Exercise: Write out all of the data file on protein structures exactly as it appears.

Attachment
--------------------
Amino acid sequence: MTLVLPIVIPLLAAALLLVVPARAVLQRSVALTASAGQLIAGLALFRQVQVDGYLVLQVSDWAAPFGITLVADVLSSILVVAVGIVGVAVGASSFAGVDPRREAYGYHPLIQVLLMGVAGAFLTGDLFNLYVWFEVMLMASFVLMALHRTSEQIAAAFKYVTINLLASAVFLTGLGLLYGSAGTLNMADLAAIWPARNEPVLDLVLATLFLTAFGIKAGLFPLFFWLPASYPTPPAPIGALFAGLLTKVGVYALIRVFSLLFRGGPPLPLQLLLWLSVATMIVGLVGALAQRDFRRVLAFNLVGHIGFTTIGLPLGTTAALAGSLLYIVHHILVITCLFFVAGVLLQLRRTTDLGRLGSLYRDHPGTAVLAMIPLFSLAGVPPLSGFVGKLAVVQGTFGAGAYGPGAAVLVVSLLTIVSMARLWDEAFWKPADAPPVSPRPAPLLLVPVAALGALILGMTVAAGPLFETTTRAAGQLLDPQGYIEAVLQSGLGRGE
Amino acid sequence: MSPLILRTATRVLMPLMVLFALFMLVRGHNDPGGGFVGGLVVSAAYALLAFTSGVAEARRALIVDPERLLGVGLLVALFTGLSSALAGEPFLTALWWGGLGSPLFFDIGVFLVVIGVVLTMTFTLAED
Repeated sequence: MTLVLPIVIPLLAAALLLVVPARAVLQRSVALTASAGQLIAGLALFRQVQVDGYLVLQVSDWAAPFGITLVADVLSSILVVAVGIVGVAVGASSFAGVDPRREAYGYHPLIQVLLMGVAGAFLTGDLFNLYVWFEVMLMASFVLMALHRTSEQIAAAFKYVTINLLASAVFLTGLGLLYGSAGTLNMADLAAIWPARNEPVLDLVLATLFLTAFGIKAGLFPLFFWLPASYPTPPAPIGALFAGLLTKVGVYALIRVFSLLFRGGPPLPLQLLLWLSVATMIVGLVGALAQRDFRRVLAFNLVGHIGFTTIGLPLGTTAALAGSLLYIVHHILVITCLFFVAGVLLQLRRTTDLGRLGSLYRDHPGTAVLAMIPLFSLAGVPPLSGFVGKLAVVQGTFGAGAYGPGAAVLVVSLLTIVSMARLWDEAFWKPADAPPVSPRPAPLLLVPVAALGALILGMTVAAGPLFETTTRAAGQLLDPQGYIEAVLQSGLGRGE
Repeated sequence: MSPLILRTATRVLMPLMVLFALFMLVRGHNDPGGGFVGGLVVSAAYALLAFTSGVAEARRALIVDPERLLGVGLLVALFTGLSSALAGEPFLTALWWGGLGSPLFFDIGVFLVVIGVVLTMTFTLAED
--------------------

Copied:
Amino acid sequence: MTLVLPIVIPLLAAALLLVVPARAVLQRSVALTASAGQLIAGLALFRQVQVDGYLVLQVSDWAAPFGITLVADVLSSILVVAVGIVGVAVGASSFAGVDPRREAYGYHPLIQVLLMGVAGAFLTGDLFNLYVWFEVMLMASFVLMALHRTSEQIAAAFKYVTINLLASAVFLTGLGLLYGSAGTLNMADLAAIWPARNEPVLDLVLATLFLTAFGIKAGLFPLFFWLPASYPTPPAPIGALFAGLLTKVGVYALIRVFSLLFRGGPPLPLQLLLWLSVATMIVGLVGALAQRDFRRVLAFNLVGHIGFTTIGLPLGTTAALAGSLLYIVHHILVITCLFFVAGVLLQLRRTTDLGRLGSLYRDHPGTAVLAMIPLFSLAGVPPLSGFVGKLAVVQGTFGAGAYGPGAAVLVVSLLTIVSMARLWDEAFWKPADAPPVSPRPAPLLLVPVAALGALILGMTVAAGPLFETTTRAAGQLLDPQGYIEAVLQSGLGRGE
Amino acid sequence: MSPLILRTATRVLMPLMVLFALFMLVRGHNDPGGGFVGGLVVSAAYALLAFTSGVAEARRALIVDPERLLGVGLLVALFTGLSSALAGEPFLTALWWGGLGSPLFFDIGVFLVVIGVVLTMTFTLAED
Repeated sequence: MTLVLPIVIPLLAAALLLVVPARAVLQRSVALTASAGQLIAGLALFRQVQVDGYLVLQVSDWAAPFGITLVADVLSSILVVAVGIVGVAVGASSFAGVDPRREAYGYHPLIQVLLMGVAGAFLTGDLFNLYVWFEVMLMASFVLMALHRTSEQIAAAFKYVTINLLASAVFLTGLGLLYGSAGTLNMADLAAIWPARNEPVLDLVLATLFLTAFGIKAGLFPLFFWLPASYPTPPAPIGALFAGLLTKVGVYALIRVFSLLFRGGPPLPLQLLLWLSVATMIVGLVGALAQRDFRRVLAFNLVGHIGFTTIGLPLGTTAALAGSLLYIVHHILVITCLFFVAGVLLQLRRTTDLGRLGSLYRDHPGTAVLAMIPLFSLAGVPPLSGFVGKLAVVQGTFGAGAYGPGAAVLVVSLLTIVSMARLWDEAFWKPADAPPVSPRPAPLLLVPVAALGALILGMTVAAGPLFETTTRAAGQLLDPQGYIEAVLQSGLGRGE
Repeated sequence: MSPLILRTATRVLMPLMVLFALFMLVRGHNDPGGGFVGGLVVSAAYALLAFTSGVAEARRALIVDPERLLGVGLLVALFTGLSSALAGEPFLTALWWGGLGSPLFFDIGVFLVVIGVVLTMTFTLAED